hiding places fsmlllar to scores of others
who have been her guests In the past. For
weeks before Easter tha Mills roasts ha4
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mark. Perhaps the worst calamity that
ever visited Jefferson county was the
smallpox plague. This commenced In the mites square and has a valuation or J4,
latter part of January, 1878, and raged for 185,000, with a population of about ,00O.
six weeks with great fatality.. Jefferson,
Thayer, Nuckolls and Wter counties suf
fared more from Indians during the early1
days than anw other part of Nebraska.
and Chatty
to all them swell functions. And now,
by gee, she's deranged. Is she liable to
be violent?" "New York Press.
Cleveland's Love for Children.
In the April American Magazine Jesse
Lynch Williams, writing of Grover Cleve
land, says:
"Ills love of children was not merely
an abstract tenderness for the Inherent
beauty and pathos of new life: he liked
to have them around; he enjoyed watch'
lng them. And they, with the Instinctive
trust shown by children and animals to
wards those who really appreciate them,
enjoyed being with him liked having him
around. Sometimes he would spend a
whole day gravely mending toys, making
wooden blocks for paper soldiers, con
structing water-wheels. The story has
already been told of how 'The Prlncton
Bird club, composed pf professors' children
and others, decided that he was worthy of
honorary membership to their body. Bo
one day they assembled especially for the
purpose, and solemnly read an address pf
welcome to the Hon. G. Cleveland, who
bowed and accepted the honor In a speech
heard tales of the wonderful egg hunt from ence. But it Is not only to the children although Easter Sunday afternoon is re
parents who knew all about it, and since of the older families that Miss Crary haa served for the children of personal frtonds,
then the. story has been told back over extended this delightful privilege. The little the later hunts aro no less enjoyable and
and over again with the additional en- folks sf the Creche and others have also lack nothing in the care with which they
thuslasm that oomes from mutual expert- been her guests on various occasions, and are planned.
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AND- ST. MAhV-g A V EN Liu.
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JeffersoA county is one of the most pros
perous in the state. It is twenty-four
This gives about J1.700 per capita. The
county has fourteen thrifty, prosperous
railroad towns, and 119 miles of railroads
v 111 in its limits. It also has 733 miles of
Anecdotes of
which won far him their unqualified appro
bation. "Callers who came quaking Into the
presence, thinking, perhaps, 'So this Is
the man who guided the ship of state,'
must have been surprised when, for in
stance, Francis, the youngest, a handsome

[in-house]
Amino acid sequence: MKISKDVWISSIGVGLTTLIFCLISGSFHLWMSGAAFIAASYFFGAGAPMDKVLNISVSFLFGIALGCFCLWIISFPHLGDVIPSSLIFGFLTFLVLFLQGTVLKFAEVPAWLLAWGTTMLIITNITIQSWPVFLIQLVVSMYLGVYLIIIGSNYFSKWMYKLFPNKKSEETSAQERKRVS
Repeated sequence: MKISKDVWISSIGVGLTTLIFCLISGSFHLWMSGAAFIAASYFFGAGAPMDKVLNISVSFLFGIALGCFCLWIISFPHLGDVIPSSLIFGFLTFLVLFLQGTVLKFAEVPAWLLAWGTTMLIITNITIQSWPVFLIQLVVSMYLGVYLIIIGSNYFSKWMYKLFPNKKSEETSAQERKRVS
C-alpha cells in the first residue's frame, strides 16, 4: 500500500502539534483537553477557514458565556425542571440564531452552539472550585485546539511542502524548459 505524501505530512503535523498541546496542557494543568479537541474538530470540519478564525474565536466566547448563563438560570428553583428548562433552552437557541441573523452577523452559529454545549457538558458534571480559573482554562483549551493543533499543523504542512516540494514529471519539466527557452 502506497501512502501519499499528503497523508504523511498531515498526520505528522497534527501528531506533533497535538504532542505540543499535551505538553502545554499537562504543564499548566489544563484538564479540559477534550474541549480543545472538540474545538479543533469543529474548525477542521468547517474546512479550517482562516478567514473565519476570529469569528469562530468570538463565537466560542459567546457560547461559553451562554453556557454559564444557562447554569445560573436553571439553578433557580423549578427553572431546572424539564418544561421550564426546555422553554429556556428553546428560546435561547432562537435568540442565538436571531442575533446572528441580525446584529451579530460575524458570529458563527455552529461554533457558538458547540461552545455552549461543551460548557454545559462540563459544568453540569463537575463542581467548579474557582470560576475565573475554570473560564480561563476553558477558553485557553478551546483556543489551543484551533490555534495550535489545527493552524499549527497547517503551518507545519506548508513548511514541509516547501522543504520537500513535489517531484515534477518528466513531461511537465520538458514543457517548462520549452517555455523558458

boy of 3 or 4, came romping In never
dreaming of fear, and remarked to tho
former president of the United States,
'Hollo!! You've go on a new suit are
those shoes new, tco?' "
"Mr. Cleveland, loved youth, he enjoyed
having so much of it around him. That
was one motive, perhaps, In his choice of
a, college town for his retiring years. Ha
liked young people of all ages. He was
much pleased when they manifested their
liking for blm. There Is no reason why
this feeling should not be shown In his
own words, addressed to a 15-year-old
schoolboy at Lawrenoevllle:
PRINCETON, Jan. 8, 1906 Dear :
I want to thank you for the beautiful
inkstand you gave me on Christmas and
to tell you how much 1 appreciated your
remembrance of me. I like the Inkstand
better than any I have ever had before:
ii nd when you are as old as I am you will
know, I am sure, how gratifying It Is to
Frolic on the
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publlo highway. Jefferson county has 299,000
acres in farms and 197,000 acres under cul
tivation. Last year the county ralsod 94,000
acres of corn, 41,000 acres of wheat and
28,000 acres of oats. More and more each
year it is becoming an alfalfa and tame
grass section. The farmers at present have
12,000 acres Well seeded to alfalfa. This is
People Prominent in Life
feel that there are boys and girls who
think that the old are worth remembering.
"With every good holiday wish I am,
"Sincerely vour friend.
The Spirit H'-red
An old negro preaohi approached a
southern physician and offered him a scrap
of paper.
"Please, sah, to read dat," he said.
The physician found it to be an adver
tisement In which It was assorted that
whisky waa the only genuine and reliable
specific for malaria.
"But you haven't any malaria, Uncle,"
he assured, the old man; "none of It
around here at all."
"Whar do dey hab It da wust, Mars'
Jeems?" the other then asked, curiously,
the physician told him, naming a locality
A few days later the physician was pass
ing the Did fellow's cabin and observed him
climbing upon a rickety wagon plied high
with household goods.